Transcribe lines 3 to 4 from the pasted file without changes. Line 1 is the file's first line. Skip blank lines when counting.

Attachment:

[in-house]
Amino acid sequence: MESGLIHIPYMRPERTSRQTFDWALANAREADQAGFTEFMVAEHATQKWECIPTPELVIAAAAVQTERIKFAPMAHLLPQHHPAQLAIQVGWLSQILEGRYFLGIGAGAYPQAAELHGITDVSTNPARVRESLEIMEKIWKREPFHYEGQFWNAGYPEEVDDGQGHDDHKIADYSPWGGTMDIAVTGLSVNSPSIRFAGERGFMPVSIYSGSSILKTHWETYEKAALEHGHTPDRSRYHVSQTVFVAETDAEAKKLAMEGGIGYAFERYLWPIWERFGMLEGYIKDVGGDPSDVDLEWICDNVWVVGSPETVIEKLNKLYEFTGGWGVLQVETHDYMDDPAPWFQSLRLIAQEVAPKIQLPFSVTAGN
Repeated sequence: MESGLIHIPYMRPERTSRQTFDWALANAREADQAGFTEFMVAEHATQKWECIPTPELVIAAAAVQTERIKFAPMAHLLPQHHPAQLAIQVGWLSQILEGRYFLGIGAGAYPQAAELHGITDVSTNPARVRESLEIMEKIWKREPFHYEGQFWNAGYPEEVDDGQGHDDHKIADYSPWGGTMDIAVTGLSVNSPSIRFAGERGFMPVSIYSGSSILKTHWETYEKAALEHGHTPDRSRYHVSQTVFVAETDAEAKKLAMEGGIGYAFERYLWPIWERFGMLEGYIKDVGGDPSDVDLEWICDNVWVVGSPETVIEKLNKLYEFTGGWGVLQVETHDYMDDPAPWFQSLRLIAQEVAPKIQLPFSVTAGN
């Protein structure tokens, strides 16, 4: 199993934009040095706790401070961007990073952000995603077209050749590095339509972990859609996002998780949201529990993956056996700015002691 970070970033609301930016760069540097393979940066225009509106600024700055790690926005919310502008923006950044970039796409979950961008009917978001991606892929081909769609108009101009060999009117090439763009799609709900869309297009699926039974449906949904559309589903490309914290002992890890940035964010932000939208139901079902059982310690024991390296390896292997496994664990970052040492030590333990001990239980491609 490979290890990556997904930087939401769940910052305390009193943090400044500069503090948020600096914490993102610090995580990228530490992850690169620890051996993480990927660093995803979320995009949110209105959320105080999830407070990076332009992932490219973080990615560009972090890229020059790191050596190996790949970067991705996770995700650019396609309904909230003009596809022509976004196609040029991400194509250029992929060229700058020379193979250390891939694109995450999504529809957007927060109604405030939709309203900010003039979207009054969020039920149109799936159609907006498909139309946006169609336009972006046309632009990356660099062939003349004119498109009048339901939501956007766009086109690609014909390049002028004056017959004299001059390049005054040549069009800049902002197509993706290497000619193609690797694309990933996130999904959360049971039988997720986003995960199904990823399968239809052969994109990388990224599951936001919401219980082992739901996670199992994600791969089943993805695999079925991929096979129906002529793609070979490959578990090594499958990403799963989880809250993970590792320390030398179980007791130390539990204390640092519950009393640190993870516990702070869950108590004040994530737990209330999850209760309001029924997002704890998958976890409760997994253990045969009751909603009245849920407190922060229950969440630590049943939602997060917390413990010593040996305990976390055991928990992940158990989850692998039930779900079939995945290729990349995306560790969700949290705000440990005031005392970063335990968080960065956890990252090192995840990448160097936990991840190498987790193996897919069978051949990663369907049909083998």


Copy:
Repeated sequence: MESGLIHIPYMRPERTSRQTFDWALANAREADQAGFTEFMVAEHATQKWECIPTPELVIAAAAVQTERIKFAPMAHLLPQHHPAQLAIQVGWLSQILEGRYFLGIGAGAYPQAAELHGITDVSTNPARVRESLEIMEKIWKREPFHYEGQFWNAGYPEEVDDGQGHDDHKIADYSPWGGTMDIAVTGLSVNSPSIRFAGERGFMPVSIYSGSSILKTHWETYEKAALEHGHTPDRSRYHVSQTVFVAETDAEAKKLAMEGGIGYAFERYLWPIWERFGMLEGYIKDVGGDPSDVDLEWICDNVWVVGSPETVIEKLNKLYEFTGGWGVLQVETHDYMDDPAPWFQSLRLIAQEVAPKIQLPFSVTAGN
């Protein structure tokens, strides 16, 4: 199993934009040095706790401070961007990073952000995603077209050749590095339509972990859609996002998780949201529990993956056996700015002691 970070970033609301930016760069540097393979940066225009509106600024700055790690926005919310502008923006950044970039796409979950961008009917978001991606892929081909769609108009101009060999009117090439763009799609709900869309297009699926039974449906949904559309589903490309914290002992890890940035964010932000939208139901079902059982310690024991390296390896292997496994664990970052040492030590333990001990239980491609 490979290890990556997904930087939401769940910052305390009193943090400044500069503090948020600096914490993102610090995580990228530490992850690169620890051996993480990927660093995803979320995009949110209105959320105080999830407070990076332009992932490219973080990615560009972090890229020059790191050596190996790949970067991705996770995700650019396609309904909230003009596809022509976004196609040029991400194509250029992929060229700058020379193979250390891939694109995450999504529809957007927060109604405030939709309203900010003039979207009054969020039920149109799936159609907006498909139309946006169609336009972006046309632009990356660099062939003349004119498109009048339901939501956007766009086109690609014909390049002028004056017959004299001059390049005054040549069009800049902002197509993706290497000619193609690797694309990933996130999904959360049971039988997720986003995960199904990823399968239809052969994109990388990224599951936001919401219980082992739901996670199992994600791969089943993805695999079925991929096979129906002529793609070979490959578990090594499958990403799963989880809250993970590792320390030398179980007791130390539990204390640092519950009393640190993870516990702070869950108590004040994530737990209330999850209760309001029924997002704890998958976890409760997994253990045969009751909603009245849920407190922060229950969440630590049943939602997060917390413990010593040996305990976390055991928990992940158990989850692998039930779900079939995945290729990349995306560790969700949290705000440990005031005392970063335990968080960065956890990252090192995840990448160097936990991840190498987790193996897919069978051949990663369907049909083998």